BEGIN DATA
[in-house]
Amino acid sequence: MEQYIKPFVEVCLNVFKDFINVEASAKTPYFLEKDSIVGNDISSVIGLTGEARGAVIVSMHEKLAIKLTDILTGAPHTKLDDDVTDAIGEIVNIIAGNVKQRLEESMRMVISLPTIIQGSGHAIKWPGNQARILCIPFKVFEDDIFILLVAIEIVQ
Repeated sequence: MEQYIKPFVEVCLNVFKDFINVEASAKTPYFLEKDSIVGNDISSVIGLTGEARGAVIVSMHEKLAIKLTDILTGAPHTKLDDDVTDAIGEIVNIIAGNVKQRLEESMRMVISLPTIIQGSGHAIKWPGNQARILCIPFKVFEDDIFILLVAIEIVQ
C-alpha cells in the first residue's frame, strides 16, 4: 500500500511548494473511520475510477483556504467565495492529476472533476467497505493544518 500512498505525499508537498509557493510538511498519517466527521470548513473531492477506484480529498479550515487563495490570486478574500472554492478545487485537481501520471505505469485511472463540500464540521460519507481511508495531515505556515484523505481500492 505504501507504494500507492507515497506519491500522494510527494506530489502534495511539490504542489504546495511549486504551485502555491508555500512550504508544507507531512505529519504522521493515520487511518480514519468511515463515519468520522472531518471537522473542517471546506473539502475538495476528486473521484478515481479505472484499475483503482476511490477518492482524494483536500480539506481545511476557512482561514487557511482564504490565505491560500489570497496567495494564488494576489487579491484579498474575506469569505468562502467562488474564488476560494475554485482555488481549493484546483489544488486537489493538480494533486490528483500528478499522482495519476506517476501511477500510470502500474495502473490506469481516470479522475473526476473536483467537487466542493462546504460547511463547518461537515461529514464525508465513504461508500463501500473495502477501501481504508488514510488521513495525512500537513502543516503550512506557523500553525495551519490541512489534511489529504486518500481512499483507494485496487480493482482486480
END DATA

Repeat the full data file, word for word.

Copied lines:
[in-house]
Amino acid sequence: MEQYIKPFVEVCLNVFKDFINVEASAKTPYFLEKDSIVGNDISSVIGLTGEARGAVIVSMHEKLAIKLTDILTGAPHTKLDDDVTDAIGEIVNIIAGNVKQRLEESMRMVISLPTIIQGSGHAIKWPGNQARILCIPFKVFEDDIFILLVAIEIVQ
Repeated sequence: MEQYIKPFVEVCLNVFKDFINVEASAKTPYFLEKDSIVGNDISSVIGLTGEARGAVIVSMHEKLAIKLTDILTGAPHTKLDDDVTDAIGEIVNIIAGNVKQRLEESMRMVISLPTIIQGSGHAIKWPGNQARILCIPFKVFEDDIFILLVAIEIVQ
C-alpha cells in the first residue's frame, strides 16, 4: 500500500511548494473511520475510477483556504467565495492529476472533476467497505493544518 500512498505525499508537498509557493510538511498519517466527521470548513473531492477506484480529498479550515487563495490570486478574500472554492478545487485537481501520471505505469485511472463540500464540521460519507481511508495531515505556515484523505481500492 505504501507504494500507492507515497506519491500522494510527494506530489502534495511539490504542489504546495511549486504551485502555491508555500512550504508544507507531512505529519504522521493515520487511518480514519468511515463515519468520522472531518471537522473542517471546506473539502475538495476528486473521484478515481479505472484499475483503482476511490477518492482524494483536500480539506481545511476557512482561514487557511482564504490565505491560500489570497496567495494564488494576489487579491484579498474575506469569505468562502467562488474564488476560494475554485482555488481549493484546483489544488486537489493538480494533486490528483500528478499522482495519476506517476501511477500510470502500474495502473490506469481516470479522475473526476473536483467537487466542493462546504460547511463547518461537515461529514464525508465513504461508500463501500473495502477501501481504508488514510488521513495525512500537513502543516503550512506557523500553525495551519490541512489534511489529504486518500481512499483507494485496487480493482482486480